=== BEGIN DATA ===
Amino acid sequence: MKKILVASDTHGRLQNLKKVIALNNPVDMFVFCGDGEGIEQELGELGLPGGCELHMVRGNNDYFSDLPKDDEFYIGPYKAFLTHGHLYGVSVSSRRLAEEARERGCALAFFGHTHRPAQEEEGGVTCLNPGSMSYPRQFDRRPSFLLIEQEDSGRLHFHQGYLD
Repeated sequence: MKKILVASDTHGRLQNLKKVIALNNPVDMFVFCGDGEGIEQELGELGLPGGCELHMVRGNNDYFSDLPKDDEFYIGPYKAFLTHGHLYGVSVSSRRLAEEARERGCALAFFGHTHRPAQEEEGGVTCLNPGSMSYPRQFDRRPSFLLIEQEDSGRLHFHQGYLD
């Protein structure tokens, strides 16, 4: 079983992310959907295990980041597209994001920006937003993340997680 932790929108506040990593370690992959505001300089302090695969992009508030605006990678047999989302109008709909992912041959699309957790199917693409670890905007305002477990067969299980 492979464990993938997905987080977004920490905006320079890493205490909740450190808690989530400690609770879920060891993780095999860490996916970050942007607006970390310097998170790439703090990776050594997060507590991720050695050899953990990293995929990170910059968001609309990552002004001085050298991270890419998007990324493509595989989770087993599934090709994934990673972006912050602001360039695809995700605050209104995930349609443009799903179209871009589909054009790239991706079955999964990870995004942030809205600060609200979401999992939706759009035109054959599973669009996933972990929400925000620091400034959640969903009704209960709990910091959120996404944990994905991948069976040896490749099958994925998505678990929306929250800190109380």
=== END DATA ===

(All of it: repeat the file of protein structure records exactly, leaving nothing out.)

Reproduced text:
Amino acid sequence: MKKILVASDTHGRLQNLKKVIALNNPVDMFVFCGDGEGIEQELGELGLPGGCELHMVRGNNDYFSDLPKDDEFYIGPYKAFLTHGHLYGVSVSSRRLAEEARERGCALAFFGHTHRPAQEEEGGVTCLNPGSMSYPRQFDRRPSFLLIEQEDSGRLHFHQGYLD
Repeated sequence: MKKILVASDTHGRLQNLKKVIALNNPVDMFVFCGDGEGIEQELGELGLPGGCELHMVRGNNDYFSDLPKDDEFYIGPYKAFLTHGHLYGVSVSSRRLAEEARERGCALAFFGHTHRPAQEEEGGVTCLNPGSMSYPRQFDRRPSFLLIEQEDSGRLHFHQGYLD
């Protein structure tokens, strides 16, 4: 079983992310959907295990980041597209994001920006937003993340997680 932790929108506040990593370690992959505001300089302090695969992009508030605006990678047999989302109008709909992912041959699309957790199917693409670890905007305002477990067969299980 492979464990993938997905987080977004920490905006320079890493205490909740450190808690989530400690609770879920060891993780095999860490996916970050942007607006970390310097998170790439703090990776050594997060507590991720050695050899953990990293995929990170910059968001609309990552002004001085050298991270890419998007990324493509595989989770087993599934090709994934990673972006912050602001360039695809995700605050209104995930349609443009799903179209871009589909054009790239991706079955999964990870995004942030809205600060609200979401999992939706759009035109054959599973669009996933972990929400925000620091400034959640969903009704209960709990910091959120996404944990994905991948069976040896490749099958994925998505678990929306929250800190109380």